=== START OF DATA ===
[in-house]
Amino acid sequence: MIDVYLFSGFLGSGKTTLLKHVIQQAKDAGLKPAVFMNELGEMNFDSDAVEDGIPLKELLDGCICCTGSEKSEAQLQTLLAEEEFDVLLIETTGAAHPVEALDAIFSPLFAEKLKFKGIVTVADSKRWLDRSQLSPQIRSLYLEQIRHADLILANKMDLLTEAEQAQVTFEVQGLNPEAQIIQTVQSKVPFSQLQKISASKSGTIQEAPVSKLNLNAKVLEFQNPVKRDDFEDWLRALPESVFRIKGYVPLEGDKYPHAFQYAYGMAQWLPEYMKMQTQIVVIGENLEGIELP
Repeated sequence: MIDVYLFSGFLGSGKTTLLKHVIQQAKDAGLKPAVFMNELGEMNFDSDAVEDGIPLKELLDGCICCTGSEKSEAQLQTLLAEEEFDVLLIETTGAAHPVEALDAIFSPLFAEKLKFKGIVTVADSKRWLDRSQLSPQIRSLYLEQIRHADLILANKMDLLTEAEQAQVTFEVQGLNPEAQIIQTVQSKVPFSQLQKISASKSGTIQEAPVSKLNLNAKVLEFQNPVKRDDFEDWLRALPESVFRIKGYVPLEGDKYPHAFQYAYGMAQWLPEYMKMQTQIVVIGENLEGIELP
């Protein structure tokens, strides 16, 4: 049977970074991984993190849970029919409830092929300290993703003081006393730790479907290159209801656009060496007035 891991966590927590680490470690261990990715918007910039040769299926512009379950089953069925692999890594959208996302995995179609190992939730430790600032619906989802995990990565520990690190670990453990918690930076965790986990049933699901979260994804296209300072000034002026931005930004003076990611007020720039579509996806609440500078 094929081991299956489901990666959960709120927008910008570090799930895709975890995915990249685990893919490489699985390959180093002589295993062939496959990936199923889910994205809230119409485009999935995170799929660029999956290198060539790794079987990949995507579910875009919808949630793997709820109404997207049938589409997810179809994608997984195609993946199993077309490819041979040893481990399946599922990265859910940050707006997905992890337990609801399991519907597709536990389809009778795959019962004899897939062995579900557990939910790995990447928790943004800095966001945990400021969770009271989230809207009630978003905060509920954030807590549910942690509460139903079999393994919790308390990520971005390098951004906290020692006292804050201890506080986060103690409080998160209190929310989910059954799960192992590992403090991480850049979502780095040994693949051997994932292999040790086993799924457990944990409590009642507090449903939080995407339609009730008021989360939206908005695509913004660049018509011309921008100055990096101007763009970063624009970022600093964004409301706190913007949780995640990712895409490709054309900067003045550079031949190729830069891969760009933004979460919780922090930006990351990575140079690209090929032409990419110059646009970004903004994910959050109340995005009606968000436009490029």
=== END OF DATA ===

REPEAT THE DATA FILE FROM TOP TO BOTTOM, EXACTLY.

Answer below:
[in-house]
Amino acid sequence: MIDVYLFSGFLGSGKTTLLKHVIQQAKDAGLKPAVFMNELGEMNFDSDAVEDGIPLKELLDGCICCTGSEKSEAQLQTLLAEEEFDVLLIETTGAAHPVEALDAIFSPLFAEKLKFKGIVTVADSKRWLDRSQLSPQIRSLYLEQIRHADLILANKMDLLTEAEQAQVTFEVQGLNPEAQIIQTVQSKVPFSQLQKISASKSGTIQEAPVSKLNLNAKVLEFQNPVKRDDFEDWLRALPESVFRIKGYVPLEGDKYPHAFQYAYGMAQWLPEYMKMQTQIVVIGENLEGIELP
Repeated sequence: MIDVYLFSGFLGSGKTTLLKHVIQQAKDAGLKPAVFMNELGEMNFDSDAVEDGIPLKELLDGCICCTGSEKSEAQLQTLLAEEEFDVLLIETTGAAHPVEALDAIFSPLFAEKLKFKGIVTVADSKRWLDRSQLSPQIRSLYLEQIRHADLILANKMDLLTEAEQAQVTFEVQGLNPEAQIIQTVQSKVPFSQLQKISASKSGTIQEAPVSKLNLNAKVLEFQNPVKRDDFEDWLRALPESVFRIKGYVPLEGDKYPHAFQYAYGMAQWLPEYMKMQTQIVVIGENLEGIELP
């Protein structure tokens, strides 16, 4: 049977970074991984993190849970029919409830092929300290993703003081006393730790479907290159209801656009060496007035 891991966590927590680490470690261990990715918007910039040769299926512009379950089953069925692999890594959208996302995995179609190992939730430790600032619906989802995990990565520990690190670990453990918690930076965790986990049933699901979260994804296209300072000034002026931005930004003076990611007020720039579509996806609440500078 094929081991299956489901990666959960709120927008910008570090799930895709975890995915990249685990893919490489699985390959180093002589295993062939496959990936199923889910994205809230119409485009999935995170799929660029999956290198060539790794079987990949995507579910875009919808949630793997709820109404997207049938589409997810179809994608997984195609993946199993077309490819041979040893481990399946599922990265859910940050707006997905992890337990609801399991519907597709536990389809009778795959019962004899897939062995579900557990939910790995990447928790943004800095966001945990400021969770009271989230809207009630978003905060509920954030807590549910942690509460139903079999393994919790308390990520971005390098951004906290020692006292804050201890506080986060103690409080998160209190929310989910059954799960192992590992403090991480850049979502780095040994693949051997994932292999040790086993799924457990944990409590009642507090449903939080995407339609009730008021989360939206908005695509913004660049018509011309921008100055990096101007763009970063624009970022600093964004409301706190913007949780995640990712895409490709054309900067003045550079031949190729830069891969760009933004979460919780922090930006990351990575140079690209090929032409990419110059646009970004903004994910959050109340995005009606968000436009490029």